THE CAR I’m test driving is running low on charge, so I pull into a car park that has a Type II charger.
Except that someone driving a BMW i3 has just pulled into the only available charging station in the building.
I hope she doesn’t take long, so I decide to pull into another lot with the intention of walking over to find out how long she will be charging her car for. But she’s in a rush and she hurries off.
As I approach the charging point, I see the charger is not plugged into her car!
And the sign on the wall is loud and clear: “Electrical Vehicle Parking Only While Charging”.
I go upstairs into the mall for dinner, thinking she’ll be back in a while to charge her car.
And there she is. Smartly dressed and making her way to a swish restaurant.
I call out to her, and she turns around.
I ask her if she’s going to be charging her car soon, as I need to charge mine.
She has a guilty look on her face as she mumbles something about not having a card, that her car is low on charge, and that she won’t be long.
I ask if it’s likely I can charge my car in an hour’s time, in between my dinner.
She nods, turns on her heel, flicking her hair dismissively, and scurries into the depths of the restaurant.
An hour later, I head down to the car park and the i3 is still in the lot. And it is still not being charged!
I figure she is just irresponsible, that the seemingly eco-friendly car is for show, and that she will not bother to do anything about the situation. True enough, another hour later, her car is still in the lot, not being charged.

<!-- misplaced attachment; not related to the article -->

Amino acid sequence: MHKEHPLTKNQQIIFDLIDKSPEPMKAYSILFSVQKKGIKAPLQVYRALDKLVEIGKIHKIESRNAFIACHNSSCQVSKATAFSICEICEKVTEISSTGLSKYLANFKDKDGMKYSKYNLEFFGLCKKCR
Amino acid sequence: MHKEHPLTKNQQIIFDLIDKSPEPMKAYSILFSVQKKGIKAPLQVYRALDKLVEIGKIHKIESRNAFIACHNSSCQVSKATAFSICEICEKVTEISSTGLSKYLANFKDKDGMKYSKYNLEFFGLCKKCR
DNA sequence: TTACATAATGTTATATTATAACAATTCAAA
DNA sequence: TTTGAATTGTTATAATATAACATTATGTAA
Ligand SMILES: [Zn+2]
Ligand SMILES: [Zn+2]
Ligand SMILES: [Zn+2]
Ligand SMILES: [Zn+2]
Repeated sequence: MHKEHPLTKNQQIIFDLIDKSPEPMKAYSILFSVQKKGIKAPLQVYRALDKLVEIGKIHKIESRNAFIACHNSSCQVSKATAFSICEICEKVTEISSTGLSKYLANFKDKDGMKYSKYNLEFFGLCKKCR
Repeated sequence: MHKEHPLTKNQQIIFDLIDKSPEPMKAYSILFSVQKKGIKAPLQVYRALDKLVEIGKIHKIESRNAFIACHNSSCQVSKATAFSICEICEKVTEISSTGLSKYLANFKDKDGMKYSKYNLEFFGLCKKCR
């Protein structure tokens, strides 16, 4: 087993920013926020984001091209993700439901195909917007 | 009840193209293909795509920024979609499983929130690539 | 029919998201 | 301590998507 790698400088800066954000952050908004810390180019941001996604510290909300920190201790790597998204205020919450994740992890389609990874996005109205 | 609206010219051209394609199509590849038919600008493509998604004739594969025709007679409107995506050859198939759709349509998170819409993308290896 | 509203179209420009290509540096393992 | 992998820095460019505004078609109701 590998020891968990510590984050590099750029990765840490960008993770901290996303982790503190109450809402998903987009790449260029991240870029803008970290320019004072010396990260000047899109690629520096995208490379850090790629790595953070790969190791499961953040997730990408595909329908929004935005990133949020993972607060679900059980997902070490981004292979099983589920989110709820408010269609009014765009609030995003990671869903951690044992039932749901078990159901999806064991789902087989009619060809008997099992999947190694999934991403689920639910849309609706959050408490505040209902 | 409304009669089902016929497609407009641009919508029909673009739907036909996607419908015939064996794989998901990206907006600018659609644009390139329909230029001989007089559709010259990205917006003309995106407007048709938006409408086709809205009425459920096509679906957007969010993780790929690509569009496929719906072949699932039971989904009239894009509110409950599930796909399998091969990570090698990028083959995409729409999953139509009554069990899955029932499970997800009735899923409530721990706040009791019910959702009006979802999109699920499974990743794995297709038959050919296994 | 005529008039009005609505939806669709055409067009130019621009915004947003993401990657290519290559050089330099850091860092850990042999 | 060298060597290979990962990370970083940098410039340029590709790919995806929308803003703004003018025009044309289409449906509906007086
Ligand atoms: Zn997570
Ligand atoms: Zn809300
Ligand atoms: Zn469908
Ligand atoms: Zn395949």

It was a further 30 minutes before she moved her car. So much for being low on juice.
She had hogged the only parking space with access to the charging facility for 2.5 hours, selfishly preventing anyone else who might have required use of it.
And this was after knowing full well someone else needed to charge their car.
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While companies and governments generally try and make it more convenient to be environmentally friendly — building infrastructure and enabling easy access to facilities — this sort of selfish behaviour can simply undo any of their good efforts.
In a city that is built upwards, it is going to be difficult to provide adequate charging points at housing estates, should electric cars ever become that popular. Which means that people will have to learn to share the infrastructure…responsibly.
To maximise the use of shared facilities, perhaps those designing car parks for this purpose could have a few lots sharing charging points.
Or the authorities could go down the punitive road — penalising errant drivers, just as they would a regular driver who parks in a lot meant for those with physical disabilities.
Perhaps the authorities might want to start thinking early about how they will help to ensure charging points are used for what they are intended for.
Especially since they have to deal with people who dress smartly, eat at smart restaurants, drive smart cars, but exhibit behaviour that is far from smart.